What CHRIST are you?

Many of the last few new Christians I have met; especially those who grew up with no affiliation with the Church, expressed to me a particular common notion. This notion was that before knowing Christ for themselves, most of their encounters with Christians and Christianity were negative ones. Are you shocked?

I’m not at all shocked.

I have been told many stories by new believers. Some speak of how they were made to feel  “uncomfortable” in churches; feeling as though they were the new topic of gossip, or being constantly reminded and ‘re-reminded’ that they were sinners by Christians they were around.

Another common impression of Christianity was that it was perhaps misogynistic. Many women are confused and perplexed when they learn from Christians that Christianity, in part, was about submitting to a man no matter what, even in an oppressive relationship.

I was also told stories of hypocritical and judgemental Christians who condemned non-believers for committing sins that they themselves struggle with. Regardless of what it was, it was almost unanimous that at some point in their life, all of these newer Christians had interacted with Christians who did more to chase them away from Christ than to bring them towards Him. This was a truly sobering revelation. Its even more sobering to consider how many salvation opportunities you’ve missed due simply not behaving in a Christ-like manner.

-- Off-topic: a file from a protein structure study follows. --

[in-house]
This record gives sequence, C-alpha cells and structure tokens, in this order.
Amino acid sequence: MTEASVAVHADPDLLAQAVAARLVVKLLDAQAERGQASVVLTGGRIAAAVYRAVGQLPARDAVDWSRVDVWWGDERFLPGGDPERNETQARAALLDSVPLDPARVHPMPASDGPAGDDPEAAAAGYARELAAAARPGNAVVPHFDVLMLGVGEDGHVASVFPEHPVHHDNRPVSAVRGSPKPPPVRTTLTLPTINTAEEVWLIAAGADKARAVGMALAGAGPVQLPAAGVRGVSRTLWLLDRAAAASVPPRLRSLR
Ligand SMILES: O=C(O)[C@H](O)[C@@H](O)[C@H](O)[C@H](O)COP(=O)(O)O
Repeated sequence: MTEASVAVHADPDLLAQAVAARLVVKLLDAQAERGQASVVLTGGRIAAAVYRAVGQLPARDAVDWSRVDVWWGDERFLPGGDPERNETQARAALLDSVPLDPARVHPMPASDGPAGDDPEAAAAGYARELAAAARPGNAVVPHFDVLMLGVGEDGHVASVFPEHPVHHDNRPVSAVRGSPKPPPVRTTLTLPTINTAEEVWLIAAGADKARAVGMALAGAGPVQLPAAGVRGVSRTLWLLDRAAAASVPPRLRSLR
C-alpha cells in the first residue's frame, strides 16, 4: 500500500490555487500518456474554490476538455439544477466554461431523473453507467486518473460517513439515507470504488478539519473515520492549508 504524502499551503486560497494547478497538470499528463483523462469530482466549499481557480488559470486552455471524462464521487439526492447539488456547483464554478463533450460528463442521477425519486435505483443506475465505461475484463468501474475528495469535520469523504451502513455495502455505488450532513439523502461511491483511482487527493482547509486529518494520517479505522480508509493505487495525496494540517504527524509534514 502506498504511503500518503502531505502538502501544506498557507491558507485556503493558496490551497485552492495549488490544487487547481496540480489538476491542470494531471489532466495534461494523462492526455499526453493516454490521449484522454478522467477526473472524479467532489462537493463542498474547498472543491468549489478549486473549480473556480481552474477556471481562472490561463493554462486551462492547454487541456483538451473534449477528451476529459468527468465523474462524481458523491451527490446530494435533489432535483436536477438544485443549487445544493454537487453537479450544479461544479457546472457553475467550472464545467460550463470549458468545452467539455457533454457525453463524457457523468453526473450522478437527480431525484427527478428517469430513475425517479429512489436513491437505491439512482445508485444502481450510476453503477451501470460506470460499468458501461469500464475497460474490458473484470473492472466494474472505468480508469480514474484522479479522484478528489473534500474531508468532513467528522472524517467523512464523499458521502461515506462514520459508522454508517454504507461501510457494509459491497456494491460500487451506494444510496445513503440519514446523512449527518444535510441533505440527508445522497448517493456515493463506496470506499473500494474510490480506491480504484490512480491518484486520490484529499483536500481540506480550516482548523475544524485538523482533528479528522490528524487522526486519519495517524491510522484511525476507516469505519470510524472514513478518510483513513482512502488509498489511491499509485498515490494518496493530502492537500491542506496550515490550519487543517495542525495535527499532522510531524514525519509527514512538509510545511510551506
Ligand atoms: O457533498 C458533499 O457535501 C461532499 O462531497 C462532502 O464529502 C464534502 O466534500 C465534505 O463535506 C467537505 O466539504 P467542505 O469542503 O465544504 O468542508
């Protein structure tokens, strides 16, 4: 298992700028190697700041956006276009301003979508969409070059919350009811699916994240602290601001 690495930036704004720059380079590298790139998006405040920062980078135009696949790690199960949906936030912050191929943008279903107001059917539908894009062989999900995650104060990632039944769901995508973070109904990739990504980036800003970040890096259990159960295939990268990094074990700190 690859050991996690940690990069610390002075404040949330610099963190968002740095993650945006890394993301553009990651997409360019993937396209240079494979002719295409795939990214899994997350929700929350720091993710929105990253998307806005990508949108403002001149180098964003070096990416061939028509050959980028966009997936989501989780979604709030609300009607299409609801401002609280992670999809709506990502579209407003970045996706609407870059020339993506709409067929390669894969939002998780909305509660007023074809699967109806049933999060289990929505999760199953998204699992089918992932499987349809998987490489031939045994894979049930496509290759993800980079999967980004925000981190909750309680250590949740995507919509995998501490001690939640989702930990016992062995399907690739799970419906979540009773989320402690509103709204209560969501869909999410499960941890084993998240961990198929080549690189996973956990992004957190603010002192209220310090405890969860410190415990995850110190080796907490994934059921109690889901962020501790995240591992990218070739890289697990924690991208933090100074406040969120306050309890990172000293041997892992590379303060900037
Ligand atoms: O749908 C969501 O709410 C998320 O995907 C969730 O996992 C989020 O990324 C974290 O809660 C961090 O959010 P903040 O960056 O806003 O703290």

As it stands there are probably millions of people with tainted views of Christianity simply because of the Christians they’ve met.

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“But in your hearts revere Christ as Lord. Always be prepared to give an answer to everyone who asks you to give the reason for the hope that you have. But do this with gentleness and respect.” 1 Peter 3:15

1 Peter 3:15 states that you should “always be prepared to give an answer to everyone who asks you to give the reason for the hope that you have” but that we should “do this with gentleness and respect”. For me this gentleness and respect is such a key part of the verse, and yet is something that is overlooked by so many Christians. If you don’t like how someone dresses, or some of their lifestyle choices, the overriding thing is that you owe them gentleness and respect. Most importantly, respect. This is something that non-believers are often not afforded by many Christians at face-value, but if our goal is be as Christ-like as we can, this is something we have to consider.